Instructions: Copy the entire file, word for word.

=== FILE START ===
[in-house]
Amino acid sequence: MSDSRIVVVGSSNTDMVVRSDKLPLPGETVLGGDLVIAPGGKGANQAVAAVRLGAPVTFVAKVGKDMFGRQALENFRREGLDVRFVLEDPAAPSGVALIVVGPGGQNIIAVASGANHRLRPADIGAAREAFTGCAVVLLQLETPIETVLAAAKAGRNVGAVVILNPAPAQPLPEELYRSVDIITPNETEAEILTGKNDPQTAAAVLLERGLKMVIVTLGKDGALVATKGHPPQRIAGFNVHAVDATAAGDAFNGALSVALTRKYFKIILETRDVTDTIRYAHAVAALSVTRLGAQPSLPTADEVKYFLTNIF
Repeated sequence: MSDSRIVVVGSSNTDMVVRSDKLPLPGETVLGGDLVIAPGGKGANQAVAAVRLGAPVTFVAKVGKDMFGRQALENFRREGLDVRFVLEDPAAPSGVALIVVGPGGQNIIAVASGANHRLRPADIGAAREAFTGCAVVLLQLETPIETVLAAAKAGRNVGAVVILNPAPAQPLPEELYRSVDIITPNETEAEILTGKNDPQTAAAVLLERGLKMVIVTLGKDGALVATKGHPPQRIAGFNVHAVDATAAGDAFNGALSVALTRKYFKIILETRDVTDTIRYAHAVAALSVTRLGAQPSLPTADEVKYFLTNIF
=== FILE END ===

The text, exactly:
[in-house]
Amino acid sequence: MSDSRIVVVGSSNTDMVVRSDKLPLPGETVLGGDLVIAPGGKGANQAVAAVRLGAPVTFVAKVGKDMFGRQALENFRREGLDVRFVLEDPAAPSGVALIVVGPGGQNIIAVASGANHRLRPADIGAAREAFTGCAVVLLQLETPIETVLAAAKAGRNVGAVVILNPAPAQPLPEELYRSVDIITPNETEAEILTGKNDPQTAAAVLLERGLKMVIVTLGKDGALVATKGHPPQRIAGFNVHAVDATAAGDAFNGALSVALTRKYFKIILETRDVTDTIRYAHAVAALSVTRLGAQPSLPTADEVKYFLTNIF
Repeated sequence: MSDSRIVVVGSSNTDMVVRSDKLPLPGETVLGGDLVIAPGGKGANQAVAAVRLGAPVTFVAKVGKDMFGRQALENFRREGLDVRFVLEDPAAPSGVALIVVGPGGQNIIAVASGANHRLRPADIGAAREAFTGCAVVLLQLETPIETVLAAAKAGRNVGAVVILNPAPAQPLPEELYRSVDIITPNETEAEILTGKNDPQTAAAVLLERGLKMVIVTLGKDGALVATKGHPPQRIAGFNVHAVDATAAGDAFNGALSVALTRKYFKIILETRDVTDTIRYAHAVAALSVTRLGAQPSLPTADEVKYFLTNIF